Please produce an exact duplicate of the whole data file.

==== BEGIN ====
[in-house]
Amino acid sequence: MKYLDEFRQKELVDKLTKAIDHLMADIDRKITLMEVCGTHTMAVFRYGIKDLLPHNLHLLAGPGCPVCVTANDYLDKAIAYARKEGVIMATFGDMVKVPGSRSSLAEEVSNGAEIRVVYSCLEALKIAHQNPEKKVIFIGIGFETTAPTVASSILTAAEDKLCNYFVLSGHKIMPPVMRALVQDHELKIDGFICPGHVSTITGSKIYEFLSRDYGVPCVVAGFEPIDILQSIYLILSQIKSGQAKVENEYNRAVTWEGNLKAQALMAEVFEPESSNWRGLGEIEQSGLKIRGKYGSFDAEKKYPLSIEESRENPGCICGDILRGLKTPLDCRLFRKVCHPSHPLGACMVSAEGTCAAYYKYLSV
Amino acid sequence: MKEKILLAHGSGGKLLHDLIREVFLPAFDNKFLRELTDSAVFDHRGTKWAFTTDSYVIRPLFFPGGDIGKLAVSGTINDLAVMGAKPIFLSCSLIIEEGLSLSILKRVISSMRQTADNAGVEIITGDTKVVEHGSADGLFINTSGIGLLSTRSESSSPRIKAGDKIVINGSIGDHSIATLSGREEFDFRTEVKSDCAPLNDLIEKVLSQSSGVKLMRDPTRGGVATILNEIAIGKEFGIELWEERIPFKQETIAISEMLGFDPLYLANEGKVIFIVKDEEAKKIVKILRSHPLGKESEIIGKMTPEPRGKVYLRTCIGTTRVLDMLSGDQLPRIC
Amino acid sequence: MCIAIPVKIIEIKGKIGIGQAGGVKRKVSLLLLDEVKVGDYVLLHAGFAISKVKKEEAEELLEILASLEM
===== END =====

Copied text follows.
[in-house]
Amino acid sequence: MKYLDEFRQKELVDKLTKAIDHLMADIDRKITLMEVCGTHTMAVFRYGIKDLLPHNLHLLAGPGCPVCVTANDYLDKAIAYARKEGVIMATFGDMVKVPGSRSSLAEEVSNGAEIRVVYSCLEALKIAHQNPEKKVIFIGIGFETTAPTVASSILTAAEDKLCNYFVLSGHKIMPPVMRALVQDHELKIDGFICPGHVSTITGSKIYEFLSRDYGVPCVVAGFEPIDILQSIYLILSQIKSGQAKVENEYNRAVTWEGNLKAQALMAEVFEPESSNWRGLGEIEQSGLKIRGKYGSFDAEKKYPLSIEESRENPGCICGDILRGLKTPLDCRLFRKVCHPSHPLGACMVSAEGTCAAYYKYLSV
Amino acid sequence: MKEKILLAHGSGGKLLHDLIREVFLPAFDNKFLRELTDSAVFDHRGTKWAFTTDSYVIRPLFFPGGDIGKLAVSGTINDLAVMGAKPIFLSCSLIIEEGLSLSILKRVISSMRQTADNAGVEIITGDTKVVEHGSADGLFINTSGIGLLSTRSESSSPRIKAGDKIVINGSIGDHSIATLSGREEFDFRTEVKSDCAPLNDLIEKVLSQSSGVKLMRDPTRGGVATILNEIAIGKEFGIELWEERIPFKQETIAISEMLGFDPLYLANEGKVIFIVKDEEAKKIVKILRSHPLGKESEIIGKMTPEPRGKVYLRTCIGTTRVLDMLSGDQLPRIC
Amino acid sequence: MCIAIPVKIIEIKGKIGIGQAGGVKRKVSLLLLDEVKVGDYVLLHAGFAISKVKKEEAEELLEILASLEM